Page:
Search tips
Search criteria 


Logo of mayoclinprocLink to Publisher's site
Mayo Clin Proc. 2010 April; 85(4): 398.
PMCID: PMC2848431

Possible Link Between Apical Ballooning Syndrome During Anaphylaxis and Inappropriate Administration of Epinephrine–Reply–I

Veena Manivannan, MBBS, James T. C. Li, MD, PhD, Abhiram Prasad, MD, FRCP, and Ronna L. Campbell, MD, PhD

We thank Dewachter and Mouton-Faivre for their interest in our letter to the editor regarding ABS after administration of intravenous epinephrine during an anaphylactic reaction. They have raised an interesting observation regarding the association of ABS in anaphylaxis with use of epinephrine irrespective of administration route or dose. We also thank Kumar and Qureshi for their interest in our letter. They have discussed the importance of considering other differential diagnoses, including KS.

We agree with Dewachter and Mouton-Faivre that signs and symptoms are critical in deciding management steps in a patient with anaphylaxis. Of the 6 case reports they cite, only 2 patients had ABS after administration of intramuscular epinephrine. The report by Litvinov et al1 describes a dose of epinephrine (5 mg) much higher than the recommended intramuscular dose (maximum initial dose in adults, 0.3-0.5 mg of adrenaline) given in a patient who had only mucocutaneous manifestations. Because epinephrine has a narrow therapeutic window, the need for appropriate dosing cannot be overemphasized.2 In their report of a case of ABS after intramuscular injection of epinephrine, Zubrinich et al3 concluded that epinephrine (0.3 mg) should not have been administered because the clinical presentation was mild. Epinephrine is not indicated if only the skin and mucosa are involved. However, many severe reactions start as mild reactions followed by rapid deterioration.2 The benefits of appropriately dosed epinephrine may outweigh the risks in certain situations. Hence, it is essential to use intramuscular epinephrine early, especially if the anaphylactic reaction occurs in a nonmedical setting and is in response to a known allergen.4

Much of the controversy surrounding administration of epinephrine in anaphylaxis is due to the lack of universally accepted clinical criteria for the diagnosis of anaphylaxis. Dewachter and Mouton-Faivre have described a 4-step scale5 to guide therapy. We use the National Institute of Allergy and Infectious Disease/Food Allergy and Anaphylaxis Network criteria.6 According to these criteria, anaphylaxis is likely when any 2 organ systems are involved after allergen exposure. It could be diagnosed even in the absence of cardiac and respiratory system involvement, and consequently epinephrine may still be indicated.

We agree with Kumar and Qureshi that this patient could have had ABS secondary to the anaphylactic reaction, rather than the intravenous epinephrine. The allergic reaction may have caused coronary artery spasm, as described by Kounis.7 However, this seems less likely given the sudden onset of cardiovascular symptoms in association with the administration of the intravenous epinephrine. Moreover, coronary artery spasm and plaque rupture, the proposed mechanisms for KS, are not typically seen in ABS.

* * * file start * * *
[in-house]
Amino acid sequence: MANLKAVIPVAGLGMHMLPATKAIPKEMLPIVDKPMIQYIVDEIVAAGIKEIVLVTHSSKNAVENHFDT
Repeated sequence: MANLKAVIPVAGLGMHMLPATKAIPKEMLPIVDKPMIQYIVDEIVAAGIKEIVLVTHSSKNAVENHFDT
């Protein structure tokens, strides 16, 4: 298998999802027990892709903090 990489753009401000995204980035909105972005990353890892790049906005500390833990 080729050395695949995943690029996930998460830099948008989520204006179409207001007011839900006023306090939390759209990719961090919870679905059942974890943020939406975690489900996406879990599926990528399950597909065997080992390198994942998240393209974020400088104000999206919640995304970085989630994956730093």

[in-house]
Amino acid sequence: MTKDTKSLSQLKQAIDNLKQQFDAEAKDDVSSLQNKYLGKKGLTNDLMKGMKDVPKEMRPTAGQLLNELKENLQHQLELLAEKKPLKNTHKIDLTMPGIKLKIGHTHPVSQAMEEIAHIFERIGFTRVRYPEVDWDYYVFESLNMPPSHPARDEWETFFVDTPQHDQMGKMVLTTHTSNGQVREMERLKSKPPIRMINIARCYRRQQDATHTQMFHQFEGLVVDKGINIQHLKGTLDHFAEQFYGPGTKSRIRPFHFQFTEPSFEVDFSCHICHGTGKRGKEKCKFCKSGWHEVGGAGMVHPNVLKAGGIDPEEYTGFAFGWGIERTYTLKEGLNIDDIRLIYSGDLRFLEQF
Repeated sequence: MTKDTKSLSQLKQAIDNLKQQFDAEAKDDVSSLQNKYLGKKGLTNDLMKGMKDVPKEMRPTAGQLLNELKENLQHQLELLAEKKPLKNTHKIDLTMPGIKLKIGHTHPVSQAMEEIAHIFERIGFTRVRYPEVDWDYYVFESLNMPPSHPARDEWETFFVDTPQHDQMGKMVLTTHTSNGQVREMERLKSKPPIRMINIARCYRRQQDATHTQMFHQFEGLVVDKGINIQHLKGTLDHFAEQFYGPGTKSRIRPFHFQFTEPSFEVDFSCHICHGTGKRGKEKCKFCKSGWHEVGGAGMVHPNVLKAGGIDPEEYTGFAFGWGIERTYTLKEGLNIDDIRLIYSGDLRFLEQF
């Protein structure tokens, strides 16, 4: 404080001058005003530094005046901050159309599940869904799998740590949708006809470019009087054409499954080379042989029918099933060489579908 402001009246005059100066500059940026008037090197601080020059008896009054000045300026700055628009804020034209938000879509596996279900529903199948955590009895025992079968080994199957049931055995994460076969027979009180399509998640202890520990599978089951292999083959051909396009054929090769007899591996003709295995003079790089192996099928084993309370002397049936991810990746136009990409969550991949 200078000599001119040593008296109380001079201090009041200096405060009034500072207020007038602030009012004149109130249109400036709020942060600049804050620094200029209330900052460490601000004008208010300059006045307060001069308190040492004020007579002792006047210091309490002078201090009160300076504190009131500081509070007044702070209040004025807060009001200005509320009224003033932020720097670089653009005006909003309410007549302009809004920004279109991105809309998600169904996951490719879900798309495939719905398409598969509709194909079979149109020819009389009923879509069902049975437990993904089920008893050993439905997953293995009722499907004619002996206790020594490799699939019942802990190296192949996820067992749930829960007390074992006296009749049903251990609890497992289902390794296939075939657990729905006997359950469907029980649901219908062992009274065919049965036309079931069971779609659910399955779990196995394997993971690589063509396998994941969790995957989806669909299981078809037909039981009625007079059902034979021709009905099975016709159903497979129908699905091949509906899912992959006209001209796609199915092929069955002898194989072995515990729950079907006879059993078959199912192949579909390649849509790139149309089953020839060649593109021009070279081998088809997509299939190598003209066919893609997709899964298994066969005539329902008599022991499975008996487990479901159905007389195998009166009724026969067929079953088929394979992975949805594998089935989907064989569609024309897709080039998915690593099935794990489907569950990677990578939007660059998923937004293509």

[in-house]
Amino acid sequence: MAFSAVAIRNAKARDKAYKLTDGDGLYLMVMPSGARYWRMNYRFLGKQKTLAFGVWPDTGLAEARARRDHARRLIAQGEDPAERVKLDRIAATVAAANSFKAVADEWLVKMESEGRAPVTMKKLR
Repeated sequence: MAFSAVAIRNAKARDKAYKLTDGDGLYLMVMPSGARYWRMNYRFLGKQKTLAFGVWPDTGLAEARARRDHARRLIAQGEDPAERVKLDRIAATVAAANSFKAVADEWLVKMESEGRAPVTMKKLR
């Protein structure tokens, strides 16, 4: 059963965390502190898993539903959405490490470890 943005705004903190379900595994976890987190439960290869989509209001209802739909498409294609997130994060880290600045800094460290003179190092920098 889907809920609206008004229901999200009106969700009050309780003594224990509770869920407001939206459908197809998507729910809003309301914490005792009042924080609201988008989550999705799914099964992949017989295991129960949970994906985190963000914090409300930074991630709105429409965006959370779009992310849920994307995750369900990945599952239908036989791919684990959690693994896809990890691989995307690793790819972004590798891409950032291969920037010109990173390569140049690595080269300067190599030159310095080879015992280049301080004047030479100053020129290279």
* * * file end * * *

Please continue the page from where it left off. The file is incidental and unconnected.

In conclusion, we concur with Dewachter and Mouton-Faivre that appropriate use of epinephrine in anaphylaxis is of utmost importance. However, we think that intravenous epinephrine should be reserved for patients with hypotension unresponsive to intramuscular epinephrine and fluid resuscitation, cardiovascular collapse, or cardiac arrest. This is primarily based on the recognition of the increased risk of cardiovascular complications with intravenous epinephrine compared with the intramuscular route.8,9


1. Litvinov IV, Kotowycz MA, Wassmann S. Iatrogenic epinephrine-induced reverse Takotsubo cardiomyopathy: direct evidence supporting the role of catecholamines in the pathophysiology of the “broken heart syndrome.” Clin Res Cardiol. 2009;98:457-462 [PubMed]
2. Pumphrey RS. Lessons for management of anaphylaxis from a study of fatal reactions. Clin Exp Allergy 2000;30:1144-1150 [PubMed]
3. Zubrinich CM, Farouque HM, Rochford SE, Sutherland MF. Takotsubo-like cardiomyopathy after EpiPen administration. Intern Med J. 2008;38:862-865 [PubMed]
4. Young MC, Muñoz-Furlong A, Sicherer SH. Management of food allergies in schools: a perspective for allergists. J Allergy Clin Immunol. 2009;124:175-182, 182.e1-182.e4 [PubMed]
5. Dewachter P, Mouton-Faivre C, Emala CW. Anaphylaxis and anesthesia: controversies and new insights. Anesthesiology 2009;111:1141-1150 [PubMed]
6. Sampson HA, Muñoz-Furlong A, Campbell RL, et al. Second symposium on the definition and management of anaphylaxis: summary report–Second National Institute of Allergy and Infectious Disease/Food Allergy and Anaphylaxis Network symposium. J Allergy Clin Immunol. 2006;117:391-397 [PubMed]
7. Kounis NG. Kounis syndrome (allergic angina and allergic myocardial infarction): a natural paradigm? Int J Cardiol. 2006;110:7-14 [PubMed]
8. Soar J, Pumphrey R, Cant A, et al. Working Group of the Resuscitation Council (UK) Emergency treatment of anaphylactic reactions–guidelines for healthcare providers. Resuscitation 2008;77:157-169 [PubMed]
9. McLean-Tooke AP, Bethune CA, Fay AC, Spickett GP. Adrenaline in the treatment of anaphylaxis: what is the evidence? BMJ 2003;327:1332-1335 [PMC free article] [PubMed]

Articles from Mayo Clinic Proceedings are provided here courtesy of The Mayo Foundation for Medical Education and Research